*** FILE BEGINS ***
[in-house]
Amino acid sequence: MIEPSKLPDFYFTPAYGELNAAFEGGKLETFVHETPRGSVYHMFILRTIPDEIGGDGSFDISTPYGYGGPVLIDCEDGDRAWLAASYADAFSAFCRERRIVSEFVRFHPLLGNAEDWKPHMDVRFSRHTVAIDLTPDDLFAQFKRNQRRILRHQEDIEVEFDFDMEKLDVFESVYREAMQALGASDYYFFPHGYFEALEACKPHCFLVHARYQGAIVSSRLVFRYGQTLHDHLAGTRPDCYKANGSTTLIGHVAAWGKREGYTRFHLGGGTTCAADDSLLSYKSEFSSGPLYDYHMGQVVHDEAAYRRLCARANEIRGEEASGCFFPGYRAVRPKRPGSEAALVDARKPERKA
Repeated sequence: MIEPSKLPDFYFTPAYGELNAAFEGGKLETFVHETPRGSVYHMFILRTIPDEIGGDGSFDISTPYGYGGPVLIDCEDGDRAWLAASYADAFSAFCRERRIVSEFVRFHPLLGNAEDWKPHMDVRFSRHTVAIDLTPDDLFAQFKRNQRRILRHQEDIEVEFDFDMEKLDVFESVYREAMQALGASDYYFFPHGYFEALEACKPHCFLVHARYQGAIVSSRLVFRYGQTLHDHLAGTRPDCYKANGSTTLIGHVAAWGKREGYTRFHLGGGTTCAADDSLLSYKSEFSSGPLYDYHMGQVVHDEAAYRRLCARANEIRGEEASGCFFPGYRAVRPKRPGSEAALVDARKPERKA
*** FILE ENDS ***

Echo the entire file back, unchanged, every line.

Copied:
[in-house]
Amino acid sequence: MIEPSKLPDFYFTPAYGELNAAFEGGKLETFVHETPRGSVYHMFILRTIPDEIGGDGSFDISTPYGYGGPVLIDCEDGDRAWLAASYADAFSAFCRERRIVSEFVRFHPLLGNAEDWKPHMDVRFSRHTVAIDLTPDDLFAQFKRNQRRILRHQEDIEVEFDFDMEKLDVFESVYREAMQALGASDYYFFPHGYFEALEACKPHCFLVHARYQGAIVSSRLVFRYGQTLHDHLAGTRPDCYKANGSTTLIGHVAAWGKREGYTRFHLGGGTTCAADDSLLSYKSEFSSGPLYDYHMGQVVHDEAAYRRLCARANEIRGEEASGCFFPGYRAVRPKRPGSEAALVDARKPERKA
Repeated sequence: MIEPSKLPDFYFTPAYGELNAAFEGGKLETFVHETPRGSVYHMFILRTIPDEIGGDGSFDISTPYGYGGPVLIDCEDGDRAWLAASYADAFSAFCRERRIVSEFVRFHPLLGNAEDWKPHMDVRFSRHTVAIDLTPDDLFAQFKRNQRRILRHQEDIEVEFDFDMEKLDVFESVYREAMQALGASDYYFFPHGYFEALEACKPHCFLVHARYQGAIVSSRLVFRYGQTLHDHLAGTRPDCYKANGSTTLIGHVAAWGKREGYTRFHLGGGTTCAADDSLLSYKSEFSSGPLYDYHMGQVVHDEAAYRRLCARANEIRGEEASGCFFPGYRAVRPKRPGSEAALVDARKPERKA